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Business Lasting Powers of Attorney

Succession planning for your business is as important as its day-to-day management and for most types of business, one very important aspect of your succession planning are business lasting powers of attorney.

Business lasting powers of attorneys are often overlooked as we often associate being unable to manage our personal affairs with old age, when most business owners would have long ago sold their business and retired.

However, capacity can be suddenly lost due to tragic events such as a serious accident, or a serious illness.

If a sudden traumatic event was to happen you should not assume that a family member or business colleague could gain sufficient authority to manage your business.  If you were to lose capacity your bank may freeze the business accounts, contracts may not be renewed/created, wages unpaid, insurances could be invalidated, and breach of regulatory obligations could occur. In extreme cases it could cause your company to go into liquidation and will cause your family and business partners untold upset and stress.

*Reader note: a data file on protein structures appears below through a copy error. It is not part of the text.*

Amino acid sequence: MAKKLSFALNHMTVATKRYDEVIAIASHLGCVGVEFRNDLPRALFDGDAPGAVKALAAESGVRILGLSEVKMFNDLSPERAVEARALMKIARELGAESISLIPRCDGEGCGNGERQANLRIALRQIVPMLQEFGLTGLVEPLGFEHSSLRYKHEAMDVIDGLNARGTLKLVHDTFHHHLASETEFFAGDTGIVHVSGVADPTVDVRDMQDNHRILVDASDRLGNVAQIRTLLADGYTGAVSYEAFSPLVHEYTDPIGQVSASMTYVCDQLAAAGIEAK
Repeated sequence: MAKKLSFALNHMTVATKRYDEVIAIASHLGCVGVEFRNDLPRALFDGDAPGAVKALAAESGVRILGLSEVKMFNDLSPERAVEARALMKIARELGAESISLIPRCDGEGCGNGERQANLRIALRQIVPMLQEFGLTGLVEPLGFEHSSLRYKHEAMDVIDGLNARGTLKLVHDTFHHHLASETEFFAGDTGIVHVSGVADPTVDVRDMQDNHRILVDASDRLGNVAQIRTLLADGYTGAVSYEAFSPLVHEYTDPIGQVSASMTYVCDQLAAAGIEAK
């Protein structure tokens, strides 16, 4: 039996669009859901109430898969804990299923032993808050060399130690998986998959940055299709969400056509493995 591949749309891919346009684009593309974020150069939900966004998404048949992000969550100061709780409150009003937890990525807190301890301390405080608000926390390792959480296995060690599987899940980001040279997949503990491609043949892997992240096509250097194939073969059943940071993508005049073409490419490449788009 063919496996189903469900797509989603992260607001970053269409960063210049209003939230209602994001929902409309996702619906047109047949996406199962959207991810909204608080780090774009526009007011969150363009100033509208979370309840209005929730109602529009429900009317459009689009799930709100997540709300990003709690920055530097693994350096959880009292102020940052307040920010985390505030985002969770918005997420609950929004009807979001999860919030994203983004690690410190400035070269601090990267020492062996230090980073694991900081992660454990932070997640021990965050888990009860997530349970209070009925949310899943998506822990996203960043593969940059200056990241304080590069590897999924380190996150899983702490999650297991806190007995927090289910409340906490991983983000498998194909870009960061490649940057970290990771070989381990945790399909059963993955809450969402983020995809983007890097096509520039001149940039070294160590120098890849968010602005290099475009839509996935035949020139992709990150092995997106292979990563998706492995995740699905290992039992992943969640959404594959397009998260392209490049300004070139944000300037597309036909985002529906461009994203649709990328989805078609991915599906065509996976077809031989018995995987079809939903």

Putting a business lasting powers of attorney (BLPA) in place it allows you to fully consider who would be the best person(s) to manage your business if you were to lose capacity whether for an interim period or indefinitely.  It can also be used in situations where you have capacity and for instance something needs to be signed whilst you are on holiday.  So, such a document can prove very useful.

A BLPA is the same document and is registered in the same was an individual’s lasting power of attorney.  However, it will be tailored to only apply to your business and not your personal financial affairs.

If you would like the same person to manage your business and personal financial affairs you can have one lasting power of attorney covering both.  However, this can often result in a conflict of interest and complications, so it is best to have different attorneys.  It is important to ensure that advice is sort so that the scope of your lasting powers of attorney are clear to each attorney and your business and personal affairs are protected and managed by the right people who you trust.

If you were to lose capacity without a business lasting power of attorney, then an application would need to be made to the Court of Protection.  These applications are costly and take a considerable amount of time and in some cases up to 9 months.  That is an extensive period for any business not to have someone who can manage it.

Please do get in touch with our private client team to discuss your business succession planning.


Although correct at the time of publication, the contents of this newsletter/blog are intended for general information purposes only and shall not be deemed to be, or constitute, legal advice. We cannot accept responsibility for any loss as a result of acts or omissions taken in respect of this article. Please contact us for the latest legal position.

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